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News Roundup

Last week the News Roundup noted that staff at prisons and jails are expected to be among the first Americans to receive COVID vaccinations when they become available and that there is an ongoing national debate about how to prioritize vaccination of incarcerated people.  The Charlotte Observer reported this week that the Mecklenburg County jail has been placed on lockdown for at least two days because of a massive surge in the number of cases at the facility.  In a statement released Thursday, the sheriff’s office said that 107 inmates and 20 staff members recently tested positive for the virus.  Keep reading for more news.

Charlotte COVID.  Last week’s roundup also noted that the ongoing pandemic has severely slowed the pace of the state’s criminal courts, including an anecdote that the first jury trial in Mecklenburg County since March ended in a mistrial after a juror potentially was exposed to the virus.  The news about the Mecklenburg jail outbreak appears poised to further impede proceedings in the county as the lockdown will preclude attorney-client visits and transportation of inmates to the courthouse for hearings.  In addition, jury trials in the county are suspended for at least the rest of this month.

In yet more news related to the virus out of Charlotte, WCNC reported this week that Charlotte-Mecklenburg Police Chief Johnny Jennings and Mecklenburg County District Court Judge Elizabeth Trosch each have tested positive for COVID-19 after traveling, along with Mecklenburg County District Attorney Spencer Merriweather, to Wilmington for a meeting about the impact of exposure to violence during childhood hosted by the Hanover/Pender County District Attorney’s Office.  Merriweather has tested negative but is quarantining because of the exposure

Buncombe COVID.  As another reminder of how easily the coronavirus can be spread in detention facilities, WLOS reported this week that the Buncombe County Sheriff’s Office has announced that four officers at the Buncombe County Detention Center tested positive for COVID-19 and 10 other officers are quarantining due to close contact with the confirmed cases.  The WLOS story says that spread among inmates at the detention center has not been detected at this time.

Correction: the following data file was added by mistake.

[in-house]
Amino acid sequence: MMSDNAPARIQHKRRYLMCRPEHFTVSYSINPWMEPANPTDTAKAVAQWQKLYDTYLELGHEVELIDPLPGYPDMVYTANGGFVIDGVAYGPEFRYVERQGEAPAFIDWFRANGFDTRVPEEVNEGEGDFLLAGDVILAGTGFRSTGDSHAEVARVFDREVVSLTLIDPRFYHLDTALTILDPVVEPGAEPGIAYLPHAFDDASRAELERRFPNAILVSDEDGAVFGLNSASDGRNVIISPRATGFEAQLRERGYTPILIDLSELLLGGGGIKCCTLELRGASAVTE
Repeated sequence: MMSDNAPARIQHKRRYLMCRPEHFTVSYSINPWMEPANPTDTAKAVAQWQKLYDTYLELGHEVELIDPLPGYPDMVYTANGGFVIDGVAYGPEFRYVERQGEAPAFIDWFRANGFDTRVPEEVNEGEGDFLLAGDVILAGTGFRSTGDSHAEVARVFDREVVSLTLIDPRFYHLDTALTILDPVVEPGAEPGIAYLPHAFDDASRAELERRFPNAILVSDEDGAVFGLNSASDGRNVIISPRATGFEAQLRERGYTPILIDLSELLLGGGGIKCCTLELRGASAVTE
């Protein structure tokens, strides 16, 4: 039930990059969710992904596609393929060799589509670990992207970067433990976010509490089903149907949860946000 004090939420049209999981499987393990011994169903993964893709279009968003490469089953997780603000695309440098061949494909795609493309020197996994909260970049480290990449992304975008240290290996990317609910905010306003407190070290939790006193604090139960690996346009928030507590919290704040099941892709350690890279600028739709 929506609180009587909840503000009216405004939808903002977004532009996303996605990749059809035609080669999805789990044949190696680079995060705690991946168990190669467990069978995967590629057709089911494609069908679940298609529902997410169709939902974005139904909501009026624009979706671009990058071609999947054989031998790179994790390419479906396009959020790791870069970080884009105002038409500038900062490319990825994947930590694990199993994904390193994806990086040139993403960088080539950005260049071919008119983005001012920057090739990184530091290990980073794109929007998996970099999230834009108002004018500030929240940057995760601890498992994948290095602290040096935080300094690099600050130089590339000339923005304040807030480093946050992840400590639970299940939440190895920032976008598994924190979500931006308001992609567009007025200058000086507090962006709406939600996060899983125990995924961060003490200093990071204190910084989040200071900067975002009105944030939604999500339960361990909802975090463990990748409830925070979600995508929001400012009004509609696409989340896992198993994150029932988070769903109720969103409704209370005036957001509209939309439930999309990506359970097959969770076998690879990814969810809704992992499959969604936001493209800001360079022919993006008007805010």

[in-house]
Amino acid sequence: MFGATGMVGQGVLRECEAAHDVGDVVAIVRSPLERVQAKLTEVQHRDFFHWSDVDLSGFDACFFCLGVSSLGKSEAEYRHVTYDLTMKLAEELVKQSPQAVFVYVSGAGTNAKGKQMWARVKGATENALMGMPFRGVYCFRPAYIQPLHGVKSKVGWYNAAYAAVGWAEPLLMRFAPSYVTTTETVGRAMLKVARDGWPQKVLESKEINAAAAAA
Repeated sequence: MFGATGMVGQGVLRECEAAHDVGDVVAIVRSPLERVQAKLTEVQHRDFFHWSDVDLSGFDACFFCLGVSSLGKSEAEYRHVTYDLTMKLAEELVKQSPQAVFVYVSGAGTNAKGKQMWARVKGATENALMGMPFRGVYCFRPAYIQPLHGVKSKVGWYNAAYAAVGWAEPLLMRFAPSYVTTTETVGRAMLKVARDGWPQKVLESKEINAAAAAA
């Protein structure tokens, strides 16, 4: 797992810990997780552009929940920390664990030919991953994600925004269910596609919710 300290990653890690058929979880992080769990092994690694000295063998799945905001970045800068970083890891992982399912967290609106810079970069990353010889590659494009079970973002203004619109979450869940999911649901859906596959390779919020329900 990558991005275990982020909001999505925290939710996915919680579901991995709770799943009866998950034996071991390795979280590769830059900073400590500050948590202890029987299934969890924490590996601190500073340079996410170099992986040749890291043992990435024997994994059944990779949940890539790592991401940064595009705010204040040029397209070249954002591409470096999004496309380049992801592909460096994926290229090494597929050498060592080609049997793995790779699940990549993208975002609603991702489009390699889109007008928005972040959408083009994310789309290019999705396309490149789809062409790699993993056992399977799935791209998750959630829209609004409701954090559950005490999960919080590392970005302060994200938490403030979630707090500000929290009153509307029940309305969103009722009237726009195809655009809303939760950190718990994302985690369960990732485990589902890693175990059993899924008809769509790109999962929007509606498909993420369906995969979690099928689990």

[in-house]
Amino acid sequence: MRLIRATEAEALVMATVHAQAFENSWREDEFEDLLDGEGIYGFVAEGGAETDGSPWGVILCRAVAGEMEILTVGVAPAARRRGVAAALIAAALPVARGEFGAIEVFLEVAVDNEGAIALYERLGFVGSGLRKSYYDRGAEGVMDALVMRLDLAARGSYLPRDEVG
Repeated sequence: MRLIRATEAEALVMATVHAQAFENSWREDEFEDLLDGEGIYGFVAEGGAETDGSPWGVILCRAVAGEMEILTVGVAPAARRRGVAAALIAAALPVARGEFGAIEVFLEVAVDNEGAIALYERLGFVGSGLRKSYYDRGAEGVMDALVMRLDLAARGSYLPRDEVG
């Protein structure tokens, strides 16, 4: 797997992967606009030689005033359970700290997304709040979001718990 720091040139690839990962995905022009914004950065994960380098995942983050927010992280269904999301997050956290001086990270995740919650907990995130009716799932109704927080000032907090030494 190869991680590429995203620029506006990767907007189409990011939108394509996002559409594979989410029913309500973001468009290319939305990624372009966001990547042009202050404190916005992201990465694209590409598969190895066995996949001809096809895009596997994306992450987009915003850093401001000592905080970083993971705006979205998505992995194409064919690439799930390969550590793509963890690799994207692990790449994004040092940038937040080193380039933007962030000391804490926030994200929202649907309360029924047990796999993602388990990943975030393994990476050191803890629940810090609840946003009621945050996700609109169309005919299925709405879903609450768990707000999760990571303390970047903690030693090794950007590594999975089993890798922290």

Alleged Assault.  The Winston-Salem Journal reports that a Forsyth County man is facing criminal charges after allegedly assaulting members of a family who were riding in a car displaying signs supporting Black Lives Matter and calling for the prosecution of police officers involved in the death of Breonna Taylor.  The defendant, Rod Steven Sturdy, allegedly tailgated the family’s car as they drove to a dental office where he then blocked them in the parking lot and punched two of them while using racist language.

APD Funding.  Tension between the Asheville Police Department and city officials and a high rate of departures from the city’s force have been recurrent news stories this year.  The trend continues this week as WLOS reports that APD Chief David Zack says that officers in his department are upset that Asheville City Council member Kim Roney recently voted against funding increases for the department.  Zack said that the funding was to be used for bulletproof vests.  Despite Roney’s vote, the city council approved grant and matching city funding for the vests.

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